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RIAA urges Google to beef up its piracy controls

31 May 2012
Concept image representing software piracy

The Recording Industry Association of America (RIAA) is urging Google to make some changes to their copyright infringement report system.

In a blog post, the RIAA bemoans Google's polices dealing with copyright infringement takedown requests. The group is asking for an increased limit to the amount of requests they can send in and an increase in the amount of links Google takes down each day.

The post comes following last week's Google transparency report showing who requests takedowns each month.

"Clearly the current process is not working. Google is routinely directing people to unlawful sources of content," said RIAA's executive vice president of anti-piracy Brad Buckles.

"If Google truly doesn't want its search results directing people to materials that violate copyright laws, more should be done to address this problem."

One of the RIAA's biggest complaints is the artifical limit on complaints a copyright holder can make. It accused Google of deliberately limiting the number of site take down requests copyright holders can submit.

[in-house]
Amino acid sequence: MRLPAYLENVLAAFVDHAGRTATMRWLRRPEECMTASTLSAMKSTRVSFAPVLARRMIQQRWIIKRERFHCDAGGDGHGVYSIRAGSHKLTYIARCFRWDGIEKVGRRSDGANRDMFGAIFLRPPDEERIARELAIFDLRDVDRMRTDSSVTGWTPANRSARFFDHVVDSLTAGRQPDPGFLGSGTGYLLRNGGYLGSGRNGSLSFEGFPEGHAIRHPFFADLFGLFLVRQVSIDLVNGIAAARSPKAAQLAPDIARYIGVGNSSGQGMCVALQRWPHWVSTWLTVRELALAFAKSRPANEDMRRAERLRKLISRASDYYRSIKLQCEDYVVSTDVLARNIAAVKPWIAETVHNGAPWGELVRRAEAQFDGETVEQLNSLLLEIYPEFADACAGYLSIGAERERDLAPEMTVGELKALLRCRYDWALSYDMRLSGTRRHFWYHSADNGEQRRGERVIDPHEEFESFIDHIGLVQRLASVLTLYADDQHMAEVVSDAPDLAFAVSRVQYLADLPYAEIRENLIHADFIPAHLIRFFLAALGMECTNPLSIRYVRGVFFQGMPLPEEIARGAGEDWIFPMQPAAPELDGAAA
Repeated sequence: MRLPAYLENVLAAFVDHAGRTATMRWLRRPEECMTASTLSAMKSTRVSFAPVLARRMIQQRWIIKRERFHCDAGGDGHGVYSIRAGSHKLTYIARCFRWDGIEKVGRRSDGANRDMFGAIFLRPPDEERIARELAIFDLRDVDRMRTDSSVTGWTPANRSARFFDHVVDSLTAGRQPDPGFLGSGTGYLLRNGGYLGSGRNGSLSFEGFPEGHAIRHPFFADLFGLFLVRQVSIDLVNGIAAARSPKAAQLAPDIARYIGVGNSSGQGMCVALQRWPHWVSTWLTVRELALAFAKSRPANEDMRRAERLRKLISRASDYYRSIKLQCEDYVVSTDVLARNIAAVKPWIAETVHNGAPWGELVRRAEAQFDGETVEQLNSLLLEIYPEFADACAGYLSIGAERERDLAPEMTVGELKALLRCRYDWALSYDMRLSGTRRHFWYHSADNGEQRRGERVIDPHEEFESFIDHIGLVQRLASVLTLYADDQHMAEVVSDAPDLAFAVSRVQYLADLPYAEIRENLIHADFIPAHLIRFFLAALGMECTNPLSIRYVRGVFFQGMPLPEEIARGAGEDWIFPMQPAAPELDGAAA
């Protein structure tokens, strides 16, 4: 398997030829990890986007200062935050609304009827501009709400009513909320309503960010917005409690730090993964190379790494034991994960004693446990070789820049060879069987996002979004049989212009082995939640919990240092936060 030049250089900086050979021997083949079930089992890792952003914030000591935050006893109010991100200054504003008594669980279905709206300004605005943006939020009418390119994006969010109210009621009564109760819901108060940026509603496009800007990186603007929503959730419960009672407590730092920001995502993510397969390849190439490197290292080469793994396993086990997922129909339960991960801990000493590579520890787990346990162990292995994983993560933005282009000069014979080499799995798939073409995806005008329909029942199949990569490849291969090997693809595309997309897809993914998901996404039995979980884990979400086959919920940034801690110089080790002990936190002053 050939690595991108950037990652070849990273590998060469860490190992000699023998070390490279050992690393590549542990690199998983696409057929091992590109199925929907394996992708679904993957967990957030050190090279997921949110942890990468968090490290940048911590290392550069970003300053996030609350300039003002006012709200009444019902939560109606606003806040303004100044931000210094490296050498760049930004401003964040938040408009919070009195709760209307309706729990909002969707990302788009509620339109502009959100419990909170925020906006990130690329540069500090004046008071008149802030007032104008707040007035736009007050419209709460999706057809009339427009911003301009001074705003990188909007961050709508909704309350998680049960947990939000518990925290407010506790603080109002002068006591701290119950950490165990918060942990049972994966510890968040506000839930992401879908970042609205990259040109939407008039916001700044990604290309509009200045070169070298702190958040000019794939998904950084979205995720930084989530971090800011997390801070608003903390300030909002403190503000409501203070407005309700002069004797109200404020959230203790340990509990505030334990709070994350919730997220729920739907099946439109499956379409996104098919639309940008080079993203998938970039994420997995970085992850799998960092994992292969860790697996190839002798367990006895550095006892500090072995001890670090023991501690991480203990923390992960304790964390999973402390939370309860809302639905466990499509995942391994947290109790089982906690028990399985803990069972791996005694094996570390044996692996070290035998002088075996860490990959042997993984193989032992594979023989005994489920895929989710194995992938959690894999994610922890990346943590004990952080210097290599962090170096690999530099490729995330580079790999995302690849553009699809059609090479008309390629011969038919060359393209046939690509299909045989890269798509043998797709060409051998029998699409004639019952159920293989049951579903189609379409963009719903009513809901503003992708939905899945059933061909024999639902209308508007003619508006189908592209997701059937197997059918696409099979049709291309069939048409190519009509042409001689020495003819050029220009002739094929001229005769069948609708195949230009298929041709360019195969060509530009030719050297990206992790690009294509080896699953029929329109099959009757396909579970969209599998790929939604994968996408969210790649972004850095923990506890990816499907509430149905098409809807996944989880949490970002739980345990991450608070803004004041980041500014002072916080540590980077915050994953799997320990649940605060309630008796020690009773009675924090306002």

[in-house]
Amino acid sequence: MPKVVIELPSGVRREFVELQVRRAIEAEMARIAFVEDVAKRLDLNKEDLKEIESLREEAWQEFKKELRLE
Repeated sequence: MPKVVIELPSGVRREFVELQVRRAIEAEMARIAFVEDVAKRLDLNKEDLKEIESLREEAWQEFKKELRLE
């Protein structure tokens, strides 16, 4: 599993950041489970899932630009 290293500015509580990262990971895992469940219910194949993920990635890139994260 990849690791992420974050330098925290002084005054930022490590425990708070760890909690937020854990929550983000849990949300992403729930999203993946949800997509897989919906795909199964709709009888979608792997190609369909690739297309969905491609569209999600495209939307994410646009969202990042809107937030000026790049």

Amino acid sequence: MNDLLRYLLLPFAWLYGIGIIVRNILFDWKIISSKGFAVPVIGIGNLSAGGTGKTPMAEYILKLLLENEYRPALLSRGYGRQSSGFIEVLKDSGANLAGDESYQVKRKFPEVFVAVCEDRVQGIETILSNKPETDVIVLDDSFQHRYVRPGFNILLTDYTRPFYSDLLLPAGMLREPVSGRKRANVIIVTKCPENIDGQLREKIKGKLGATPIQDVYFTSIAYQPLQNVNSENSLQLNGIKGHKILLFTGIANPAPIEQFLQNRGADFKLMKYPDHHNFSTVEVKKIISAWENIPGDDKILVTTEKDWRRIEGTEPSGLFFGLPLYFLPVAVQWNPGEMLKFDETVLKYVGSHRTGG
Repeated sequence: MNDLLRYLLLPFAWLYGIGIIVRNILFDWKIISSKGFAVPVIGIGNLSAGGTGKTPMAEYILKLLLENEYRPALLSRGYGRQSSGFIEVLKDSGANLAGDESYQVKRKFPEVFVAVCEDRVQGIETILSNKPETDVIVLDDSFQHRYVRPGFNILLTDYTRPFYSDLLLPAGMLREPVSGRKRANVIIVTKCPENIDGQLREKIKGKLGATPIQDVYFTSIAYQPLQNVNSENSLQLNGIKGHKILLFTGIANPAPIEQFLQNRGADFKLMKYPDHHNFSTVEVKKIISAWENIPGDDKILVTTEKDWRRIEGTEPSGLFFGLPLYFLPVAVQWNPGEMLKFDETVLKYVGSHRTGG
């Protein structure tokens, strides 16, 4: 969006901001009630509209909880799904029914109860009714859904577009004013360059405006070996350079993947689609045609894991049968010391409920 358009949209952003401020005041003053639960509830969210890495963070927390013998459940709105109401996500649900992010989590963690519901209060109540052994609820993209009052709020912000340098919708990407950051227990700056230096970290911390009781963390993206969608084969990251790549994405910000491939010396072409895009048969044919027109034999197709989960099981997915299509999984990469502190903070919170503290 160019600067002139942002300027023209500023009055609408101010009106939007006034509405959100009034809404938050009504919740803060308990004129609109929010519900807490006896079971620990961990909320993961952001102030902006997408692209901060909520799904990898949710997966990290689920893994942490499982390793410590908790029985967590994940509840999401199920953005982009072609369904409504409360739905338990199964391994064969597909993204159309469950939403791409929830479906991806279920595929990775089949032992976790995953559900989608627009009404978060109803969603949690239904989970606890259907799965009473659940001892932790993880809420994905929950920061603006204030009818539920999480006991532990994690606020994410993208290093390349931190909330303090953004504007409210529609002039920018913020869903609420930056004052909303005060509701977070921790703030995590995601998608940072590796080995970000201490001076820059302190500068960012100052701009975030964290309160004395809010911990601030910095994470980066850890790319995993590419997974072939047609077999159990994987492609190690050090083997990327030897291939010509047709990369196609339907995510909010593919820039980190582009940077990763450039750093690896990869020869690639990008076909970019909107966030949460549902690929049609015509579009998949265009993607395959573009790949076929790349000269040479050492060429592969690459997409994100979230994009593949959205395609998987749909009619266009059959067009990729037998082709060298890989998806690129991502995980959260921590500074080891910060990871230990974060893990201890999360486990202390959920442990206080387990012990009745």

Google, meanwhile, says the artificial limit is a technical issue and not a purposeful act.

"We have never imposed any limit on the number of DMCA notices that a copyright owner or reporting organisation may send us, although we do have some technical safeguards in our trusted partner programme as a safeguard against accidental flooding of the system," a Google spokesperson told V3.

The RIAA's complaints come following a Google transparency report last week that showed who and how many copyright complaints Google gets each month. Google reported that it received as many as 250,000 take down requests each week. Both Microsoft and BPI were listed as the two biggest copyright infringement reporters.

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James Dohnert
About

James is a freelance writer and editor. In addition to ClickZ, his work has appeared in publications like V3, The Commonwealth Club, CachedTech.com, and Shonen Jump magazine. He studied Journalism at Weber State University.

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